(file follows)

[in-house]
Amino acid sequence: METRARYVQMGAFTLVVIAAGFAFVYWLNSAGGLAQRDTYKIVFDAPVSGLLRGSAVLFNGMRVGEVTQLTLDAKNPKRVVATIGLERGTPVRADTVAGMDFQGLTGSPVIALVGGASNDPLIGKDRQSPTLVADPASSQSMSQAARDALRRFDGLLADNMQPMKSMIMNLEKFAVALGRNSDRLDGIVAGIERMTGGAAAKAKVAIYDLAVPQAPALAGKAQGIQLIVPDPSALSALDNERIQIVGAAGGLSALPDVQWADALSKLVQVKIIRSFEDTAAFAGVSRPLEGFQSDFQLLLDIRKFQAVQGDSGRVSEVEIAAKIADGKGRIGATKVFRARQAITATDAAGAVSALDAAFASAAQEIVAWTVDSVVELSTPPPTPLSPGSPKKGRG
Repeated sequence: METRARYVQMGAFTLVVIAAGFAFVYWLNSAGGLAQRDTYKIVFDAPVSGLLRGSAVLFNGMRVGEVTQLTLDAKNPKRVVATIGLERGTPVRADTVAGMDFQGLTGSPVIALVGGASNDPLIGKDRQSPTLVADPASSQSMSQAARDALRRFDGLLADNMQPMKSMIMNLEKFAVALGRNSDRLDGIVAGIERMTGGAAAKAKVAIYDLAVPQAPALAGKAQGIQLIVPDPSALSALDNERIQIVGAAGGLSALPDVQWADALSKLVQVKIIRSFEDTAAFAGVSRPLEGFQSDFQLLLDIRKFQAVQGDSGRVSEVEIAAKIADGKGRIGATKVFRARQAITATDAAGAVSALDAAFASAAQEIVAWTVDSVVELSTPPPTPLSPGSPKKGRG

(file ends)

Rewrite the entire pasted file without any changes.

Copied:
[in-house]
Amino acid sequence: METRARYVQMGAFTLVVIAAGFAFVYWLNSAGGLAQRDTYKIVFDAPVSGLLRGSAVLFNGMRVGEVTQLTLDAKNPKRVVATIGLERGTPVRADTVAGMDFQGLTGSPVIALVGGASNDPLIGKDRQSPTLVADPASSQSMSQAARDALRRFDGLLADNMQPMKSMIMNLEKFAVALGRNSDRLDGIVAGIERMTGGAAAKAKVAIYDLAVPQAPALAGKAQGIQLIVPDPSALSALDNERIQIVGAAGGLSALPDVQWADALSKLVQVKIIRSFEDTAAFAGVSRPLEGFQSDFQLLLDIRKFQAVQGDSGRVSEVEIAAKIADGKGRIGATKVFRARQAITATDAAGAVSALDAAFASAAQEIVAWTVDSVVELSTPPPTPLSPGSPKKGRG
Repeated sequence: METRARYVQMGAFTLVVIAAGFAFVYWLNSAGGLAQRDTYKIVFDAPVSGLLRGSAVLFNGMRVGEVTQLTLDAKNPKRVVATIGLERGTPVRADTVAGMDFQGLTGSPVIALVGGASNDPLIGKDRQSPTLVADPASSQSMSQAARDALRRFDGLLADNMQPMKSMIMNLEKFAVALGRNSDRLDGIVAGIERMTGGAAAKAKVAIYDLAVPQAPALAGKAQGIQLIVPDPSALSALDNERIQIVGAAGGLSALPDVQWADALSKLVQVKIIRSFEDTAAFAGVSRPLEGFQSDFQLLLDIRKFQAVQGDSGRVSEVEIAAKIADGKGRIGATKVFRARQAITATDAAGAVSALDAAFASAAQEIVAWTVDSVVELSTPPPTPLSPGSPKKGRG